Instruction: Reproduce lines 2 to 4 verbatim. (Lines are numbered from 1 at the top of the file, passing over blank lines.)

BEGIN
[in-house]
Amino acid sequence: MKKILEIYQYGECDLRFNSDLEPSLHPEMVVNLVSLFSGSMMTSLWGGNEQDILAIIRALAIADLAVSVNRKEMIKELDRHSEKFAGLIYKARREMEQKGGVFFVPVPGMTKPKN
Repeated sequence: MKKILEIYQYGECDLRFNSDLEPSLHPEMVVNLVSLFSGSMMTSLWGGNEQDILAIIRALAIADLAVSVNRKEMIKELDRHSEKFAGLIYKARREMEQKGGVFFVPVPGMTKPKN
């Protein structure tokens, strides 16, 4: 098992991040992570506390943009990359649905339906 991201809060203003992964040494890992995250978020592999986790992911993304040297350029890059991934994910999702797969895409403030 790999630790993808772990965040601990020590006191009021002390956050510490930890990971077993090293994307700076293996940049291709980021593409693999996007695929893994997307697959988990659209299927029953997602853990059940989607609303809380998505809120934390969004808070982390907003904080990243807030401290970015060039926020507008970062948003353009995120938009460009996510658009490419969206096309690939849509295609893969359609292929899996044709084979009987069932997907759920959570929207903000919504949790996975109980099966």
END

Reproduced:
Amino acid sequence: MKKILEIYQYGECDLRFNSDLEPSLHPEMVVNLVSLFSGSMMTSLWGGNEQDILAIIRALAIADLAVSVNRKEMIKELDRHSEKFAGLIYKARREMEQKGGVFFVPVPGMTKPKN
Repeated sequence: MKKILEIYQYGECDLRFNSDLEPSLHPEMVVNLVSLFSGSMMTSLWGGNEQDILAIIRALAIADLAVSVNRKEMIKELDRHSEKFAGLIYKARREMEQKGGVFFVPVPGMTKPKN
């Protein structure tokens, strides 16, 4: 098992991040992570506390943009990359649905339906 991201809060203003992964040494890992995250978020592999986790992911993304040297350029890059991934994910999702797969895409403030 790999630790993808772990965040601990020590006191009021002390956050510490930890990971077993090293994307700076293996940049291709980021593409693999996007695929893994997307697959988990659209299927029953997602853990059940989607609303809380998505809120934390969004808070982390907003904080990243807030401290970015060039926020507008970062948003353009995120938009460009996510658009490419969206096309690939849509295609893969359609292929899996044709084979009987069932997907759920959570929207903000919504949790996975109980099966």